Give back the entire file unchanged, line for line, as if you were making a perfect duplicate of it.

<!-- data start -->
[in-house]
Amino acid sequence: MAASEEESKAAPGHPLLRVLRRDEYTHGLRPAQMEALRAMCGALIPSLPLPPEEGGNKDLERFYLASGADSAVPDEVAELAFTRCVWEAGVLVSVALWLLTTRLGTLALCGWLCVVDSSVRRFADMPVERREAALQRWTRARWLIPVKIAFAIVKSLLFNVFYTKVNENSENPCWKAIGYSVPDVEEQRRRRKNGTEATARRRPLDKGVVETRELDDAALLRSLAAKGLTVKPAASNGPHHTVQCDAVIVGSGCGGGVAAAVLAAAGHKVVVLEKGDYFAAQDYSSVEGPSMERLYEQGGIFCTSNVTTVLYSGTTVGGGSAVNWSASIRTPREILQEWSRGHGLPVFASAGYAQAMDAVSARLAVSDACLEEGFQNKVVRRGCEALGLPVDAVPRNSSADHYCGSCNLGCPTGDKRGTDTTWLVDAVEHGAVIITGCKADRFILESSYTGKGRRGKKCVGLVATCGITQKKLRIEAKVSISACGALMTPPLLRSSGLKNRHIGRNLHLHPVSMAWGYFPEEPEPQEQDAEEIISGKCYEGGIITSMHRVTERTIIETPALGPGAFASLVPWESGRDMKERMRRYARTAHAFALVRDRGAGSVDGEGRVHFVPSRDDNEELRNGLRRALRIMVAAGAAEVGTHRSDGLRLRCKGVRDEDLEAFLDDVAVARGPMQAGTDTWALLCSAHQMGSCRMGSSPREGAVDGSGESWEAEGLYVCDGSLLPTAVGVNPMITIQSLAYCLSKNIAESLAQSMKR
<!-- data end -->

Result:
[in-house]
Amino acid sequence: MAASEEESKAAPGHPLLRVLRRDEYTHGLRPAQMEALRAMCGALIPSLPLPPEEGGNKDLERFYLASGADSAVPDEVAELAFTRCVWEAGVLVSVALWLLTTRLGTLALCGWLCVVDSSVRRFADMPVERREAALQRWTRARWLIPVKIAFAIVKSLLFNVFYTKVNENSENPCWKAIGYSVPDVEEQRRRRKNGTEATARRRPLDKGVVETRELDDAALLRSLAAKGLTVKPAASNGPHHTVQCDAVIVGSGCGGGVAAAVLAAAGHKVVVLEKGDYFAAQDYSSVEGPSMERLYEQGGIFCTSNVTTVLYSGTTVGGGSAVNWSASIRTPREILQEWSRGHGLPVFASAGYAQAMDAVSARLAVSDACLEEGFQNKVVRRGCEALGLPVDAVPRNSSADHYCGSCNLGCPTGDKRGTDTTWLVDAVEHGAVIITGCKADRFILESSYTGKGRRGKKCVGLVATCGITQKKLRIEAKVSISACGALMTPPLLRSSGLKNRHIGRNLHLHPVSMAWGYFPEEPEPQEQDAEEIISGKCYEGGIITSMHRVTERTIIETPALGPGAFASLVPWESGRDMKERMRRYARTAHAFALVRDRGAGSVDGEGRVHFVPSRDDNEELRNGLRRALRIMVAAGAAEVGTHRSDGLRLRCKGVRDEDLEAFLDDVAVARGPMQAGTDTWALLCSAHQMGSCRMGSSPREGAVDGSGESWEAEGLYVCDGSLLPTAVGVNPMITIQSLAYCLSKNIAESLAQSMKR